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A Couple of Chocolate Recipes Needed


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For early grey, reduce your cream by 1/4 and replace with whole milk. Bring milk to a boil and add tea bags, simmer for 5 minutes and remove from heat. Cover milk and allow for infusion for atleast 15 minutes. Strain milk into cream and return to a boil. Pour over top chocolate in a bowl and allow to rest for 2 minutes. Stir until smooth. I would use 2 tea bags per qt of cream

Dean Anthony Anderson

"If all you have to eat is an egg, you had better know how to cook it properly" ~ Herve This

Pastry Chef: One If By Land Two If By Sea

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Looking for a very good high quality White Chocolate Ganache Recipe...

The quality of your ganache is going to be determined by the quality of the chocolate used.

Basically any ganache recipe is going to be just cream and chocolate, some people like to add butter or flavorings but it's not required. What are you going to be using the ganache for? What you are going to do with the ganache, ie. making truffles, filling chocolates, layering a cake, etc. will dictate the consistency, and therefore the ratio of cream to chocolate, that you need for the ganache.

Let us know what you're going to do with it and I'm sure you'll get some more specific recipes.

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Cheers for the replies guys, using Calibaut Chocolate for the ganche, will be using it to fill my moulds, did have an excellent recipe for this but it was stolen along with my last 10 years of recipes by a Ex-Chef that left my kitchen :sad:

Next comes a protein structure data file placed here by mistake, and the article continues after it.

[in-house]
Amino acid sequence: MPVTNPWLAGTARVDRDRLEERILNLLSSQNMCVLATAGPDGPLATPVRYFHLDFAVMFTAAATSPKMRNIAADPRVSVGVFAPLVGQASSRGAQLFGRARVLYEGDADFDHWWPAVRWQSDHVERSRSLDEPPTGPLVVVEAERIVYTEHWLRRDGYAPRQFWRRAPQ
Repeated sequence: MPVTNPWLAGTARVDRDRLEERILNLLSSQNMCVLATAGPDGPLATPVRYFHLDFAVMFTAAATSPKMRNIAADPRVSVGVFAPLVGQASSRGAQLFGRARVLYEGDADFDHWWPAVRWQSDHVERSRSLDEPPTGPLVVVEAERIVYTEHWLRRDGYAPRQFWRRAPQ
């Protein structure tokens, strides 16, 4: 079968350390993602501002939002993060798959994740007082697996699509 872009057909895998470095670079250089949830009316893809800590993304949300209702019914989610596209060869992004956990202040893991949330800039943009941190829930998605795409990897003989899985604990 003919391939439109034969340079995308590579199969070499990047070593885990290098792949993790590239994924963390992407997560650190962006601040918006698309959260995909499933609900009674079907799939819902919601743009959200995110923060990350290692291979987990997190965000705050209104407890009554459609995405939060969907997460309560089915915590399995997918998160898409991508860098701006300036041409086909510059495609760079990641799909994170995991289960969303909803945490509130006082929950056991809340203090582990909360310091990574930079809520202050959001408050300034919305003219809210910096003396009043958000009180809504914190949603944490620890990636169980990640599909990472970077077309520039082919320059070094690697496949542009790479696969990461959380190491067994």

Anyone have any other unusual chocolate recipes for truffles etc, please post i'd love to read them and maybe try in the restaurant.

Thanks again for the replies


cooking is my passion
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I managed to get a copy of Jean-Pierre Wybauw's book, Fine Chocolates Great Experience last weekend at a Callebaut sponsored event at the CIA in Hyde Park. J-PW was also there giving a demo and several well-known NYC pastry/chocolate types showed up.

This is a great book, with lots of recipes and practical advice for making all sorts of confections with chocolate as well as caramels of various types, candying fruit, pate de fruits, nougats, etc.

This is a "Must Have" book for any/everyone who works with chocolate from advanced amateurs to professionals. Most importantly, the recipes are made from the perspective of the professional - what works in production - and use ingredients that professionals are likely to have easier access to. Each of the recipes includes an indicator of Water Activity (aW) level which is a predictor of shelf life (there is also an extensive treatment on the subject of shelf life and how to extend it).

The first English-language printing of 20,000 copies is more or less sold out, but I learned that there are two editions - one with the Callebaut logo on the cover and one with the publisher's logo. The easiest way to get a copy of the book (maybe the cheapest, too - I got my copy for $50 instead of the $99 or so most places sell it for) is probably through a Callebaut rep. Most likely not the distributor you buy the chocolate from, but the Callebaut sales rep your distributor deals with. Find out if Callebaut is sponsoring a demo anytime soon and go - they will probably have a supply of books for sale at a good price for cash.


Clay Gordon

president, pureorigin

editor/publisher www.chocophile.com

founder, New World Chocolate Society

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